Testosterone levels in men have much less to do with driving a Hummer versus a Prius and a lot more to do with how their candidates of choice fare at the polls, according to a study conducted by neuroscientists at Duke University.
Published in Scientific American, the study found that men who voted for Barack Obama last November experienced very little drop-off in testosterone on election night, while those who voted for John McCain or Robert Barr not only experienced a decline in testosterone, they also reported feeling “significantly more controlled, submissive, unhappy and unpleasant” after their candidates lost.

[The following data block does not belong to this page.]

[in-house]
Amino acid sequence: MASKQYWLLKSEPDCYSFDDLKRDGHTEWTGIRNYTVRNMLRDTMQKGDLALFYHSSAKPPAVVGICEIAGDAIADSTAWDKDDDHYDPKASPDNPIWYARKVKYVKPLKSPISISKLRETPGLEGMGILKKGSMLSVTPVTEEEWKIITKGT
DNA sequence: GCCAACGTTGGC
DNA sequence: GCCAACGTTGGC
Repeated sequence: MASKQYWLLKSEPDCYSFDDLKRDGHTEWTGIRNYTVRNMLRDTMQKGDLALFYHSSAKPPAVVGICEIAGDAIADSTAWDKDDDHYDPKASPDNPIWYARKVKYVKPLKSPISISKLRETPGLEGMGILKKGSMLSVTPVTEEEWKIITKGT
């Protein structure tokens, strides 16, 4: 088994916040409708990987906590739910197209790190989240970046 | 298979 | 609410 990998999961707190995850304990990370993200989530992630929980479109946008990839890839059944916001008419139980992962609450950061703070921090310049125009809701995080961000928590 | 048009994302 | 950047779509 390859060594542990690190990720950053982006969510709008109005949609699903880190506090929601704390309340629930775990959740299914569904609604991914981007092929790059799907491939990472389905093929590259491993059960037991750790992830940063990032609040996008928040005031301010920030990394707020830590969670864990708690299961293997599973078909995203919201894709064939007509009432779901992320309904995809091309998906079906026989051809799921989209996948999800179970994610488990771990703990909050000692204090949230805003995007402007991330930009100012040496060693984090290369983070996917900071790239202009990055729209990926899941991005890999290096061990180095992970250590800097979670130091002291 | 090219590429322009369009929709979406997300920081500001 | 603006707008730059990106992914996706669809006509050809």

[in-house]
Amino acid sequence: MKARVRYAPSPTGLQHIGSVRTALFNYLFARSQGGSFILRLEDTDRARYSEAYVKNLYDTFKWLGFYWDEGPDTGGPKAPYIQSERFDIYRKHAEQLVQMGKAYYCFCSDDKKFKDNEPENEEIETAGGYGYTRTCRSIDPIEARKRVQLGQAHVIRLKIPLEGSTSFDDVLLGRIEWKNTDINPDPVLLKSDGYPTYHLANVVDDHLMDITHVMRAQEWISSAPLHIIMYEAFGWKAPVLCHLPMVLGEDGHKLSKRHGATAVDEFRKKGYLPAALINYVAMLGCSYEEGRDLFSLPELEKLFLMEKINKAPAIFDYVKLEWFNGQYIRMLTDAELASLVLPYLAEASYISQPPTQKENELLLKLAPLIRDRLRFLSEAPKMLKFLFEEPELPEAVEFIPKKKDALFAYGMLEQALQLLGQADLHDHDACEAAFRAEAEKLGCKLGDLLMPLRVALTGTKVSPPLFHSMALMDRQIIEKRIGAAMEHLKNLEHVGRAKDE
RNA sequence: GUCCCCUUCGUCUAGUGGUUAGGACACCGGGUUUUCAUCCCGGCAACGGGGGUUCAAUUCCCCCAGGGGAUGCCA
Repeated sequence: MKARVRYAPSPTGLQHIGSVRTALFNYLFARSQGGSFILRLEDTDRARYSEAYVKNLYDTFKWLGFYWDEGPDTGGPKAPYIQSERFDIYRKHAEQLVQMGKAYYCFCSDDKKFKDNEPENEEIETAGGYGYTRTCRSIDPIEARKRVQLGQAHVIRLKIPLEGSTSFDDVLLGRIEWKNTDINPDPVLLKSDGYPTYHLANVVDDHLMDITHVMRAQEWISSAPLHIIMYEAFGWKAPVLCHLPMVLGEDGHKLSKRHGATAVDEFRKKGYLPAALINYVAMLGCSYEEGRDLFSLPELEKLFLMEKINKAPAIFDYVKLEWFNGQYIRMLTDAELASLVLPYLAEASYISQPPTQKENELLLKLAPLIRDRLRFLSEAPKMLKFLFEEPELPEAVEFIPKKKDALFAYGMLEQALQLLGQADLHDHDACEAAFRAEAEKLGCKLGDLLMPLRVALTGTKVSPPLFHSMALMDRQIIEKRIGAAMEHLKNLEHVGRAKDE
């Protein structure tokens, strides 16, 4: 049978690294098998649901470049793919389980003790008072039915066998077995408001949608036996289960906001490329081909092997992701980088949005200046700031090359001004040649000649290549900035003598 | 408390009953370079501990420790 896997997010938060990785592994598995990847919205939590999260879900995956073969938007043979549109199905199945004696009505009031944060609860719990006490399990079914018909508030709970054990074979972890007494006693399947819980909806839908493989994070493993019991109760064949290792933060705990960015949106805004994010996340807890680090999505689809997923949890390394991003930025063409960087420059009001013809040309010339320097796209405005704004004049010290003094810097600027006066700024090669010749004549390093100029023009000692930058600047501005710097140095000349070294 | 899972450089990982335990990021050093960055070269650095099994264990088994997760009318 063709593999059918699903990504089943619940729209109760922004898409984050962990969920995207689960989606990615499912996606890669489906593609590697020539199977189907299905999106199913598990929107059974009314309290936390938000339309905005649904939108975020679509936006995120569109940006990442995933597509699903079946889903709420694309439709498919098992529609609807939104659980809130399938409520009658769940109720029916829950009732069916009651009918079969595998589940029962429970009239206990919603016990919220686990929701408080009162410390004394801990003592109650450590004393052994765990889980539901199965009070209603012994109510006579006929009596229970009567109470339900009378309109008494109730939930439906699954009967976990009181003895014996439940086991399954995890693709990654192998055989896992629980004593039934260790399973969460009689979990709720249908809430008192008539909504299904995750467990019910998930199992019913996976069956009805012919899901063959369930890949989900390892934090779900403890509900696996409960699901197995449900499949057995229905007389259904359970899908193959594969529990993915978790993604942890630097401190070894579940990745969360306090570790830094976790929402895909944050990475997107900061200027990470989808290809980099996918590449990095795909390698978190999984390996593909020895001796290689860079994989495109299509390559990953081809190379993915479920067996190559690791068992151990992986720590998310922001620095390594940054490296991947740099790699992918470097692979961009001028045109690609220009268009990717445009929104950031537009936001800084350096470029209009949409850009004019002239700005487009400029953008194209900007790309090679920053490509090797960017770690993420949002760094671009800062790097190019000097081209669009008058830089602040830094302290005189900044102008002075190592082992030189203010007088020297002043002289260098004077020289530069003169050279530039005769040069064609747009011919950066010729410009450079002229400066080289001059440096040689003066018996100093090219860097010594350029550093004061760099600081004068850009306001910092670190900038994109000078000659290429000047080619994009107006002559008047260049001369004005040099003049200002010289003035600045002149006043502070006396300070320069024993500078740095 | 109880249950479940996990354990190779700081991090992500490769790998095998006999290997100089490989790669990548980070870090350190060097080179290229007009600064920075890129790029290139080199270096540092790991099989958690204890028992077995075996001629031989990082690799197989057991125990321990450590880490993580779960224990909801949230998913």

It’s unclear whether viewing Glenn Beck immediately returned their testosterone to normal levels, but the study could have startling repercussions for future elections. Although this November likely won’t see huge testosterone spikes – hard to get too excited for school board races and town council elections – next year may see entirely different campaign strategies.
It’s already clear, for instance, that the 2010 Colorado governor’s race will be less about the issues and more about whose oil and gas rig is bigger. Gov. Bill Ritter, besides packing his “New Energy Economy,” is also backing nukes and natural gas. His two main Republican challengers, Josh Penry and Scott McInnis, meanwhile, are sticking to the more straightforward message of “drill, baby, drill.”